Images property of: CAA.Inc. 
Photographer: David M. Klein

The accompanying images above depict a Type I esophageal hiatus hernia. The superior image shows the hernia in situ where the stomach and greater omentum are still in the hernia sac. The inferior image shows the contents reduced and the abdominal esophagus being pulled into the abdominal cavity. The dotted line shows the dilated esophageal hiatus that needs to be repaired to prevent recurrence of the pathology.

The image below answers a question by Victoria Guy Ratcliffe, who asked via Facebook "What would it be if it feels like you've got a blockage right at the level of the heart? That's too high for a hiatal hernia, isn't it? " The image answers the question. It shows a dissection of the left side of the thorax. The anterior thoracic wall and the left lung have been removed. The heart is immediately superior and anterior to the esophageal hiatus, and the hernia sac of a Type I esophageal hiatus hernia is seen immediately posterior and in contact with the heart. Whether this means that you will "feel" the hernia, it is up for debate, as all these structures have visceral innervation. Most probably, a well-developed Type II esophageal hiatus hernia might interfere with swallowing at this level, causing the sensation she mentions. Thanks for the question, Tori.

Type I esophageal hiatus hernia<em>.</em>The hernia sac can be seen posterior to the heart

For additional information: "Approaches to the Diagnosis and Grading of Hiatal Hernia" Kahrilas et al Best Pract Res Clin Gastroenterol. 2008 ; 22(4): 601–616.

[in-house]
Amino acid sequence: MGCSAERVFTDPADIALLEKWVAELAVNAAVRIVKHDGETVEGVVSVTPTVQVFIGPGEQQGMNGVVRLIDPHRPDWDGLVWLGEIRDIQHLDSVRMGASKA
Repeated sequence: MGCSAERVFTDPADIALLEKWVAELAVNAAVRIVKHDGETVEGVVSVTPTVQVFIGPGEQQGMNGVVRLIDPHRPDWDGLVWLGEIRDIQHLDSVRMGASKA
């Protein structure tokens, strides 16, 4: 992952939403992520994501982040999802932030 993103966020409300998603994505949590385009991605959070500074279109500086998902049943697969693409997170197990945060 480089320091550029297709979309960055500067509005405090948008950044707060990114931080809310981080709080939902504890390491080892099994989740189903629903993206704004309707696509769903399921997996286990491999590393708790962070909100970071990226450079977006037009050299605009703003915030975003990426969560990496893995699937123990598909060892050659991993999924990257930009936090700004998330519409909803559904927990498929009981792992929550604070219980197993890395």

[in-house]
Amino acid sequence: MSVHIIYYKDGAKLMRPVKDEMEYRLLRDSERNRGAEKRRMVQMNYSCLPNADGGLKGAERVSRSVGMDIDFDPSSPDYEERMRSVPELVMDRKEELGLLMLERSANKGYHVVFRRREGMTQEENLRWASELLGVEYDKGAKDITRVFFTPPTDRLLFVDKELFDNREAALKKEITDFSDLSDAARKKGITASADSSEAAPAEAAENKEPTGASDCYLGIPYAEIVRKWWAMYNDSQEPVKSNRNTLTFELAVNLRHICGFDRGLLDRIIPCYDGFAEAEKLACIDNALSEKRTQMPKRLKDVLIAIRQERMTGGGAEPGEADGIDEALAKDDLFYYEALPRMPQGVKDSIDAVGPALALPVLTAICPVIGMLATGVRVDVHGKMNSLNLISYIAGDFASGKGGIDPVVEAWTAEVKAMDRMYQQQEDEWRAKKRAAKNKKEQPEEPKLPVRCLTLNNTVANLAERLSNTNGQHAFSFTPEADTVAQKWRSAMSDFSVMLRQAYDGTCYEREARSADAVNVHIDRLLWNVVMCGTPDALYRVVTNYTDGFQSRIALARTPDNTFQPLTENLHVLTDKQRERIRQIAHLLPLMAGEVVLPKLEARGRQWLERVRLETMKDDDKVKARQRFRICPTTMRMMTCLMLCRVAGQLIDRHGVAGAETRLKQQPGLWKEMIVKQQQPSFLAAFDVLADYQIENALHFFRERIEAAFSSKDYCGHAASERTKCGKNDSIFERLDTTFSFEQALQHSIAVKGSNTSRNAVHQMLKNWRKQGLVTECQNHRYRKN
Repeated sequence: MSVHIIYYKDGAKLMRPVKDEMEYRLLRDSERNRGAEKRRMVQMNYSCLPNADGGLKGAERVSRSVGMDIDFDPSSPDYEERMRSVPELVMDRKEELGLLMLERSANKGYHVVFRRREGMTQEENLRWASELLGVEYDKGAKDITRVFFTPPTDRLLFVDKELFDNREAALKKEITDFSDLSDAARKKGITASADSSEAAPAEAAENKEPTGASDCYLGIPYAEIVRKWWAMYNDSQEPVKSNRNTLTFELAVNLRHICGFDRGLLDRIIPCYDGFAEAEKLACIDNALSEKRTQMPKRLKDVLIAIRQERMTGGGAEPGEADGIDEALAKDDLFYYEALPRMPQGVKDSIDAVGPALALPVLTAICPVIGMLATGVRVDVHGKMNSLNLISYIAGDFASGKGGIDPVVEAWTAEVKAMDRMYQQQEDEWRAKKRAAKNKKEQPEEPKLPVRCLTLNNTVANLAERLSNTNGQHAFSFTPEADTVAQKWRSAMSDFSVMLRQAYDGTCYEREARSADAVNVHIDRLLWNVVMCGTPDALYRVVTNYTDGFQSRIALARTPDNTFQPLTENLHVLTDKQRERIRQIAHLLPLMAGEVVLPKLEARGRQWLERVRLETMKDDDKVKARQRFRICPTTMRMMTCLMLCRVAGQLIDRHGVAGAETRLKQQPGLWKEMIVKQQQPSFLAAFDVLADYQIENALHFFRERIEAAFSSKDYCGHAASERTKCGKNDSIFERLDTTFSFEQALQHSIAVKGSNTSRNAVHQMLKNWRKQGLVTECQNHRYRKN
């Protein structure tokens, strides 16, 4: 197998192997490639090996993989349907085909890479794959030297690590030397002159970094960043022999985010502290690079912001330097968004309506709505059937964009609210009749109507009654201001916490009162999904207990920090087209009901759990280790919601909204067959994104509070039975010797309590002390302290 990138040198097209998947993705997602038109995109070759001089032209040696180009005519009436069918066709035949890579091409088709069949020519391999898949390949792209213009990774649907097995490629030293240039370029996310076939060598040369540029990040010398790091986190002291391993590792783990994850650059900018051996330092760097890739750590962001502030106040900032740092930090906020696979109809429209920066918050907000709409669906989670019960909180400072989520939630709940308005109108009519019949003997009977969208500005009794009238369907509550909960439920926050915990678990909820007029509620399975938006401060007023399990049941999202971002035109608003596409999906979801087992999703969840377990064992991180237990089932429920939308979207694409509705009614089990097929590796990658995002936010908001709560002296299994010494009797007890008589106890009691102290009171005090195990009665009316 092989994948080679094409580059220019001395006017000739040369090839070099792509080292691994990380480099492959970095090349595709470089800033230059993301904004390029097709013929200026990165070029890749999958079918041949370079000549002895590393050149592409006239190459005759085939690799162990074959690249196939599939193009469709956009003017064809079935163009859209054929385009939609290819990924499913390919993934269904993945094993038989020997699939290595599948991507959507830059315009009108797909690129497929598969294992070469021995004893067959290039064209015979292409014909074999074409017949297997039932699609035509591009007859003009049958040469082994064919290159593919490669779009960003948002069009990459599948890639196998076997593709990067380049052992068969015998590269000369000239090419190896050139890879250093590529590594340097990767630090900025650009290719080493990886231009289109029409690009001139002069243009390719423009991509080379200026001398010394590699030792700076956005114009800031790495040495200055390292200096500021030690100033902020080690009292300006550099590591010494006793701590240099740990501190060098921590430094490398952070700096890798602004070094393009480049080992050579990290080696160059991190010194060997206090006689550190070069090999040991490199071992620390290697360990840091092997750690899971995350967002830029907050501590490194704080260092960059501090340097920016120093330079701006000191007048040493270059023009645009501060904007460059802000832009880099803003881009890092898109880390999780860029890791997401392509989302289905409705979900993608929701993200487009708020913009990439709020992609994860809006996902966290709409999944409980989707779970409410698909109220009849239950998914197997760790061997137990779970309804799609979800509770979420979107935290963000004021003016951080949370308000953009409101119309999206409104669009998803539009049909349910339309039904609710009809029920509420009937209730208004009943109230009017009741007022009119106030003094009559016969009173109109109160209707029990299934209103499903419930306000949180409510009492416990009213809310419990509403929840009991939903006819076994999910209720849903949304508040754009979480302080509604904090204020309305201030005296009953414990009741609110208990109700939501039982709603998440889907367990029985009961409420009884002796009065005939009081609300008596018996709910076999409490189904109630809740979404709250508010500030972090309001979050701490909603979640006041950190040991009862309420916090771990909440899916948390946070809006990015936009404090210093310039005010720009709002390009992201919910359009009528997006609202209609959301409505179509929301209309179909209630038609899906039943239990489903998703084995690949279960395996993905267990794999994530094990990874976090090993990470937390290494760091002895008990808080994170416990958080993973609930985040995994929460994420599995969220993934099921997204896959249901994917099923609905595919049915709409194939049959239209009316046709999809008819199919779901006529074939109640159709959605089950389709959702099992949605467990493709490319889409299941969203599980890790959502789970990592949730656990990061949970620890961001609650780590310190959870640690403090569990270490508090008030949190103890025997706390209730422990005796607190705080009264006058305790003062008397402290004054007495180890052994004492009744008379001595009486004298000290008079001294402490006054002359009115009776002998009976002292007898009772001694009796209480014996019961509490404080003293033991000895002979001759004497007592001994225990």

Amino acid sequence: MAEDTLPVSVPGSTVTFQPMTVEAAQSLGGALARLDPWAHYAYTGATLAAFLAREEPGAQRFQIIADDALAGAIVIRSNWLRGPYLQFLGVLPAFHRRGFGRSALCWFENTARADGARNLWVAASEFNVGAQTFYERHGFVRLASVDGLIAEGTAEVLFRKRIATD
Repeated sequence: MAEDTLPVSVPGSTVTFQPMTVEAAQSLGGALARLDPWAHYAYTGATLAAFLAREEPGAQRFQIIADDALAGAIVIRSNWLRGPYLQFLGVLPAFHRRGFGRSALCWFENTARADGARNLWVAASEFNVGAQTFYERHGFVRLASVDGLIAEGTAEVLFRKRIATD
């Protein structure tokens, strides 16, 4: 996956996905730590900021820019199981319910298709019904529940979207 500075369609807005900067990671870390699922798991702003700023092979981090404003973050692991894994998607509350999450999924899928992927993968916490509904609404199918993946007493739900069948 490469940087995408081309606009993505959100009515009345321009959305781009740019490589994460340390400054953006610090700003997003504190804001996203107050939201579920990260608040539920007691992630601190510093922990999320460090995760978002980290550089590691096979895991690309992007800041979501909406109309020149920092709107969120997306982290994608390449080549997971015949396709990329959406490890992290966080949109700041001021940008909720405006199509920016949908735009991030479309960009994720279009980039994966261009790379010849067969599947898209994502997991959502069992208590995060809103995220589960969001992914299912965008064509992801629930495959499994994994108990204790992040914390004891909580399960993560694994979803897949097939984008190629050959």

The seven hiatuses (openings) of the respiratory diaphragm

The term [hiatus] derives from the Latin word [hiare], meaning to "gape" or to "yawn". In human anatomy this term is used to mean an "opening" or a "defect". It must be pointed out that in anatomy (and surgery) the term "defect" does not necessarily mean "defective". In most cases a "defect" is a normal opening in a structure, such as the esophageal hiatus. The plural form is either [hiatus] or [hiatuses].

In the case of the respiratory diaphragm, there are seven such openings, seven normal hiatuses. On top of this, you can find an abnormal opening caused by incomplete congenital closure of the dome of the diaphragm, a congenital diaphragmatic hernia (CDH), also known as Bochdalek's hernia, found in the posterior aspect of the respiratory diaphragm.

The seven hiatuses of the respiratory diaphragm are:

• Esphageal hiatus

• Aortic hiatus

• Inferior vena cava hiatus

Respiratory diaphragm (www.bartleby.com)
Images and links courtesy of Bartleby.com
• Hiatuses (2) for the superior epigastric vessels, which are the inferior continuation of the internal thoracic (mammary) vessels. Also known as the hiatuses of Morgagni. A hernia in a newborn through this hiatus is also considered a CDH.

• Hiatuses (2) for the splanchnic nerves

Based on the above it is wrong (maybe not wrong, but incomplete) to say that a patient has a "hiatal hernia", as the term does not include which hiatus is involved. In fact the hernia of Morgagni is also a "hiatal hernia" as the hernia passes through a normal defect in the respiratory diaphragm. Come to think of it, it could also be a hernia in a hiatus somewhere else in the body, such as a hernia of Schwalbe, a type or pelvic diaphragm hernia.

Note: Thanks to DHREAMS of the Columbia University Medical Center for the link on CDH.


Esophageal hiatus

UPDATED: The esophageal hiatus is one of the seven hiatuses found in the respiratory diaphragm allowing passage of structures between the thorax and abdomen. As it name implies, the esophageal hiatus is the passageway for the esophagus. It also allows passage of the anterior and posterior vagus nerves, (CN X).

The hiatus is bound by two muscular crura, both of which arise from the right tendinous aortic crus. Since the intraabdominal pressure is higher than the intrathoracic pressure, there is a series of structures at the phrenoesophagogastric junction to close the esophageal hiatus.